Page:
With fewer than a dozen countries submitting their entries so far, the 2016 Oscar race for Best Foreign Language Film has a clear frontrunner, with Germany’s selection of Maren Ade’s Cannes Film Festival hit “Toni Erdmann.”
The film, which will be released in the U.S. by Sony Pictures Classics, won raves in Cannes for director Ade’s deft blend of comedy in drama as she tells the story of a free-spirited man who disrupts his corporate-minded daughter’s life.
Among the other films that have become their country’s official selection in the early going are “Sieranevada,” the Romanian Cannes drama from director Cristi Puiu; Switzerland’s “My Life as a Courgette,” an animated coming-of-age story from Claude Barras; and “Tanna,” an Australian drama set on a remote island and acted entirely by non-professionals.
Saudi Arabia has also entered the race for only the second time in history, selecting Mahmoud Sabbagh’s film “Barakah Meets Barakah.” The country previously entered Haifaa Al Mansour’s “Wadjda,” which was well received but did not make the shortlist in 2013.
To compete in the Oscar foreign-language race, a film must be submitted to the Academy by an AMPAS-accredited board in its country of origin. Each country is restricted to a single submission, though the manner of choosing can differ from one country to another.
Last year, 80 countries competed for the award, which was won by Hungary’s “Son of Saul.”
TheWrap will continue to update this list as new films are submitted.
Here are the submissions so far:
Directors: Bentley Dean and Martin Butler
Named for an island east of Australia, “Tanna” was shot entirely with non-professional, illiterate actors who workshopped and improvised their dialogue. The plot is based on a song which itself told the true story of two lovers who defied the custom of arranged marriages on the island.
The film won the audience award at last year’s Venice Film Festival. Lightyear Entertainment will release it in New York on September 16 and Los Angeles and elsewhere on September 23.
“On the Other Side”
Director: Zrinko Ogresta
Like many Oscar entries from Balkan countries in recent years, “On the Other Side” deals with echoes of the war in Bosnia in the 1990s. Its central character is a middle-aged woman whose daily routines are broken by a phone call from her long-estranged but never-divorced husband, a war criminal she hasn’t seen in decades. Ogresta is a restrained filmmaker who has won praise for the subtlety with which he tells his unsettling story.
Croatian trailer (no subtitles).
“The Companion” (“El acompañante”)
Director: Pavel Giroud
In the early days of the AIDS epidemic in the 1980s, Cuba sent all its HIV-positive patients to a sanitarium where each was assigned a “companion” who would report back to the government. That true story is the basis for Giroud’s film, which focuses on a patient and the disgraced former boxer who is assigned to be his companion. The film spends part of its time with the patient’s travails, part with the boxer’s attempted comeback.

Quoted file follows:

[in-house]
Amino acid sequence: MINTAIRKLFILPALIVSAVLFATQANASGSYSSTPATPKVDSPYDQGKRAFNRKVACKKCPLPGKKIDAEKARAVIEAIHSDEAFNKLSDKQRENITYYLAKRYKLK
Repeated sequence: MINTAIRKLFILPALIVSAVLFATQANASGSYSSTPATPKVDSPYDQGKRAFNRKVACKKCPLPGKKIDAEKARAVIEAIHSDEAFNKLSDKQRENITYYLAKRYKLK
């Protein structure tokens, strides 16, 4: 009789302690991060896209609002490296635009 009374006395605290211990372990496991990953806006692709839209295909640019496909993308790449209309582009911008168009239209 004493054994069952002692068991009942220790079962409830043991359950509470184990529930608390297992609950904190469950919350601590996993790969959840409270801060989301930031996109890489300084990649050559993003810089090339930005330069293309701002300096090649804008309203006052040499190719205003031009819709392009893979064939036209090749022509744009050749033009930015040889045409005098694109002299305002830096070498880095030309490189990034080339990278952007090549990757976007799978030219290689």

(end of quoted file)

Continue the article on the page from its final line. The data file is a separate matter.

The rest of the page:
Trailer (subtitles available in menu).
“House of Others”
Director: Rusudan Glurjidze
First-time director Glurjidze sets her drama in the aftermath of war in the 1990s, as a family relocates to a small, remote village. The film screened in competition at this year’s Karlovy Vary Film Festival, where it won raves for its cinematography and its haunted air of guilt and unease amidst the scars of war.
“Toni Erdmann”Director: Maren Ade
Despite being shut out by the Cannes jury, “Toni Erdmann” won the biggest raves of this year’s festival and is the kind of crowd-pleasing film almost guaranteed to score well with Academy voters. After its Cannes premiere, TheWrap wrote, “The most delightful surprise of the festival so far, German director Ade has made a generous, hysterically funny but deeply touching father-daughter story that lasts for two hours and 42 minutes but doesn’t waste a moment and doesn’t feel anywhere near that long.”
Director: Cristi Puiu
Puiu (“The Death of Mr. Lazarescu”) is one of the leaders of the Romanian new wave, which is beloved by arthouse aficionados but not typically embraced by the Academy. This film, which premiered in competition at this year’s Cannes Film Festival, focuses on a middle-aged man attending a family memorial; two hours and 53 minutes long, with most of its running time taking place in a small, crowded and claustrophobic house, it is bold but agonizingly slow portrait of a family and society ripped apart by the mistrust that comes from a violent and perilous history.
“Barakah Meets Barakah”
Director: Mahmoud Sabbagh
A romantic comedy that takes place in a setting where romance (and sometimes, comedy) has to stay undercover, “Barakah Meets Barakah” is only the second Oscar entry for Saudi Arabia. The crowd-pleasing film stars Hisham Fageeh and Fatima Al Banawi as a young man and woman who must fight cultural barriers just to have a first date.
“My Life as a Courgette”
Director: Claude Barras
Stop-motion animation is used to add a whimsical touch to a story that would otherwise be grim: the life in a foster home of a nine-year-old boy who accidentally caused the death of his mother. The film is the first feature for its director, and a rare animated entry in the Oscar foreign-language race.
Trailer (no subtitles).
“From Afar” (“Desde alla”)
Director: Lorenzo Vigas
First-time director Vigas’ drama about the relationship between a middle-aged man and the young man he initially approaches for sex was made with the help of a number of high-profile filmmakers, including writer Guillermo Arriaga, producer Michel Franco and executive producer Edgar Ramirez. The understated character study made its debut in competition at the Venice Film Festival last year.